WILLIAMS, Ariz. - The Williams Unified School District (WUSD) after school programs could be in jeopardy, possibly leaving working parents wondering how to watch their children after school and on Fridays.
With a grant that pays for after school and Friday programs for students set to expire in May, the WUSD Governing Board discussed possible changes to the school schedule at a Feb. 27 special meeting.
The 21st Century grant, which the district has used for 10 years, expires May 22. With the district's current Monday through Thursday schedule, the grant pays for an after school program from 3 to 5:30 p.m. and a Friday program from 8 a.m. to 2 p.m. Students in the program receive tutoring and academic instruction. The district can not renew the grant and has not found other ways to pay for the program.
WUSD Superintendent Rachel Savage outlined three possible solutions to the grant expiring. Savage said she would like to make a decision around spring break, which is March 18-22.
The first solution was to stay on the four-day schedule, which would require parents to arrange Friday care for their students.
The second solution would be to switch to a four and a half day schedule, in which teachers would use the other half of the day for "collaboration time." However, that would still require parents to find childcare for half of the day.
The final option was to switch to a five-day school week.
"The way I see it, we're the community school, and we should tailor our services to meet the needs of our community, whatever those are," Savage said.
According to Savage, almost 100 children participate in the program from 3 to 4 p.m., 15 to 20 participate from 4 to 5 p.m. and between 15 to 40 attend on Fridays.
This is the fourth year the district has been on a four-day schedule. Before switching to the four-day schedule, the district was on a four and a half day schedule for several years.
The district has talked to the Williams Recreation Center about providing a Friday program if the district were to stay on a four-day schedule. The Rec Center estimated offering a Friday program would cost the district $10,000.
"I have concerns about us funding a program that's offsite and we have no control over. I'm not certain if that's a liability issue," Savage said. "The other option is if we're paying for the program, why wouldn't we run it and offer those hours to our own people or offer those hours to our certified teachers who could in fact provide academic intervention or enrichment or whatever the kids need."
The district is also exploring the feasibility of releasing all students at the same time, so younger children can ride the bus home with older siblings. Currently, the elementary school gets out at 3 p.m. and the middle school gets out at 4 p.m.
So far, Savage has discussed the three options with certified staff, and the majority voted to stay on the current four-day schedule.
Savage said she plans to use the district's Connect-Ed automated phone system to survey parents about which of the three options they would like.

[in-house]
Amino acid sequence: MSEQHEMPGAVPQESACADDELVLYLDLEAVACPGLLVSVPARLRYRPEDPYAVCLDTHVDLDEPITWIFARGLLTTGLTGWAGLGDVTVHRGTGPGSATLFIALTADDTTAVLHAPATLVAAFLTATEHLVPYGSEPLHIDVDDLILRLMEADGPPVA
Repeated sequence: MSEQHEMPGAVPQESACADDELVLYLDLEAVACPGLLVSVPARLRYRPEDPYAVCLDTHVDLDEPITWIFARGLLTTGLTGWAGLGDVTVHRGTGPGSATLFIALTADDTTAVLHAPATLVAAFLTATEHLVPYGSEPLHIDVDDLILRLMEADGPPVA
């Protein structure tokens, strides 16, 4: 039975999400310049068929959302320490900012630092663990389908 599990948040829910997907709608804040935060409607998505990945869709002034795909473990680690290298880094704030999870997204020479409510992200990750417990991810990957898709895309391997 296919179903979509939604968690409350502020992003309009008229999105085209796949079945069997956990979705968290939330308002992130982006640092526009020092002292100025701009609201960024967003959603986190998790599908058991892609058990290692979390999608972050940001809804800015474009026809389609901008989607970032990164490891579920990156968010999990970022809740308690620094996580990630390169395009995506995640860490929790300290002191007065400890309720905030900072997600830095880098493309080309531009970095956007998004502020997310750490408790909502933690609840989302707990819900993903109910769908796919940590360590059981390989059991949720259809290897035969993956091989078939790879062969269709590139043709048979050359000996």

WUSD will also put on a parent and community public forum March 12 from 6 to 7 p.m. in the Williams High School Culinary Arts room, 440 S. Seventh St.
"I want to make sure that everybody has had an ample opportunity to provide input, feedback, concerns, discuss advantages and disadvantages of whatever the choice may be," Savage said.
Board members came up with a list of information they would like to discuss at their retreat tomorrow and in making their decision. They will take into account staff opinions, the results from the Connect-Ed survey, opinions from the parent forum and information from the Rec Center. The board will also consider changes that may have occurred in switching to a four-day schedule and changes that may occur in another schedule change, such as cost savings, enrollment changes, changes in test scores and the number of instructional minutes.
The state requires the district to have the same amount of instructional minutes as schools with five-day schedules, Savage said.
"It comes down to how those instructional minutes are being used," Savage said. "Are we doing two math lessons in one day, or are we just stretching out one math lesson and are we slowly but surely getting behind?"
Board President David Nenne said changing the schedule could potentially increase costs.
"We're not anywhere near saving the money that we thought we would, which was the reason we went to the four-day schedule to begin with," he said.
Board member Thomas Ross said he was interested in how students use their day off.
While some students and staff work on Fridays, other students use the day to sleep in and hang out with friends, members said.
"You put the kids at the heart of every decision," Ross said. "And it's not necessarily making the kids happy, otherwise we'd feed them pizza and give them four-day weekends. But it's their education, and I think that's what I'm going to be basing my decision on."
Williams Education Association President Natalie Mann said the time frame concerned her.
"I'm not understanding the big rush to make a decision. Rachel has told us that she wants a decision by spring break. And that absolutely panics me that we would be making such a huge decision in a matter of a couple of weeks," she said. "Since this was known about in October as a concern, I just wish that it had been more of the year taken up with this discussion."
Board members said they must act quickly since the money runs out in May.
"We're certainly not going to change the schedule just for the sake of making a change," Nenne said. "The urgency here is we need to make the public aware as soon as we can that the Friday (program) is going away."